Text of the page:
Updated: 8/3/20 | August 3rd, 2020

As I sat freezing at a café, I wondered if I had made the right decision about visiting. I’d come to Europe for a friend’s wedding and, not wanting to fly back home right away, thought I’d make the most of it and travel somewhere new. Starting the new year off in a new country seemed like the right thing to do.

And, since I hate the cold, I wanted somewhere (relatively) warm.

And, since I only had a week, I wanted somewhere small enough to visit in that time. Looking over a map of Europe, Malta seemed like the best choice. It was far south, had easy flight connections to the mainland, looked tiny, and came highly recommended by friends.

For Europe in January, it seemed like my best bet.

But, as I sat shivering in a sweater, hat, scarf, and winter coat, I realized I should have researched the weather a bit more before I came. Sure, I happened to visit during an unseasonable cold snap (“It’s never like this!” people would say), but that didn’t make me feel any better.

I don’t like exploring places in the cold, which is why you hardly ever see “winter travel” tips on this site. (Nor did the weather appeal to my friend who had come from Stockholm for warmer weather.)

Yet neither of us had been to Malta before. Both workaholics, we really wanted to put our phones away, turn the computers off, and just enjoy the destination. It had been a long time since either of us had done that.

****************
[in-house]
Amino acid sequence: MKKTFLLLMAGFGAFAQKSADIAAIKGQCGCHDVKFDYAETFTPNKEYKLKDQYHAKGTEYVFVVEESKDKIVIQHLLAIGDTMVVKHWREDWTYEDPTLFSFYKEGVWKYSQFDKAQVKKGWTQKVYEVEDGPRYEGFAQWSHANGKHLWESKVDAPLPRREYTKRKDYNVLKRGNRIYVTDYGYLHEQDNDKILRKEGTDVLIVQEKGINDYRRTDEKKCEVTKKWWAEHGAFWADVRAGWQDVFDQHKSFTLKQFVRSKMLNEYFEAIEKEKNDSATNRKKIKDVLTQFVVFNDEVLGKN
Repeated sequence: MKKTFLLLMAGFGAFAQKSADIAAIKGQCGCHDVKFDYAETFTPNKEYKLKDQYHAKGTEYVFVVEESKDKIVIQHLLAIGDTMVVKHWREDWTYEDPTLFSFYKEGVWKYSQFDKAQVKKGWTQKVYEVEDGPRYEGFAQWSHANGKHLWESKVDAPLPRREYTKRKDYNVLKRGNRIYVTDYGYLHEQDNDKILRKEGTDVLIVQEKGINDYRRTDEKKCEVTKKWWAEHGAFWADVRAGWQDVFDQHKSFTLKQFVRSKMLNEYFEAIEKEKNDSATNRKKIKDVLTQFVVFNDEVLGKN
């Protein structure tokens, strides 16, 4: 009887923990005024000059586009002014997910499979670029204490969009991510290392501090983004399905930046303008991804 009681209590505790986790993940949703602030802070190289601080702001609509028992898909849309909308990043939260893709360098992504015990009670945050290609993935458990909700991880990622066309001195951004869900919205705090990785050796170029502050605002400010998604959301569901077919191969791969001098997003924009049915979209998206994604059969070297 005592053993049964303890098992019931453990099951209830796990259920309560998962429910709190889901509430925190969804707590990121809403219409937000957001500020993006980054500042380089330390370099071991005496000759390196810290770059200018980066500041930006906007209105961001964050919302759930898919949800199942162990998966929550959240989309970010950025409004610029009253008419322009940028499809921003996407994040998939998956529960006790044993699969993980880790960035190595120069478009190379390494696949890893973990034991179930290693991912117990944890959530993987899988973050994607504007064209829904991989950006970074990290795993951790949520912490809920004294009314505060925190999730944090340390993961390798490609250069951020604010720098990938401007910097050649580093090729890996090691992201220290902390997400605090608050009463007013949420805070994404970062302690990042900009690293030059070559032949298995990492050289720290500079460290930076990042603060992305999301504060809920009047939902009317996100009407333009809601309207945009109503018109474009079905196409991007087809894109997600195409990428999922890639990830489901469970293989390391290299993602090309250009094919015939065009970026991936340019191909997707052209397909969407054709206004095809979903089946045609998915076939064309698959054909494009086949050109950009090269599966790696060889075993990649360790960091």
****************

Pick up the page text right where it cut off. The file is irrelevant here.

So we had to make the most of the (terrible) weather.

In wintertime, you can visit all of Malta in about a week since this place is really a summer beach destination and the weather in the winter is definitely not beach weather. (In the summer, you’ll want two weeks here to account for beach days.)

My friend and I had designed some grand plans. We’d be up by 7am each day, out the door by 8am, and would only come home after dinner to ensure we saw everything and weren’t tempted to work.

We failed pretty early. After the second day of hitting snooze, we gave up those plans.

So, while I didn’t wander Gozo’s citadel as much as I wanted (the day we went it was 4°C with piercing wind and rain), missed the underground ruins at Hal Saflieni Hypogeum, the Tarxien Temples, the underground WWII tunnel tour in Valetta, and the Popeye Village, I regret nothing.

Because what I did see was enchanting enough. Malta cast a spell on me.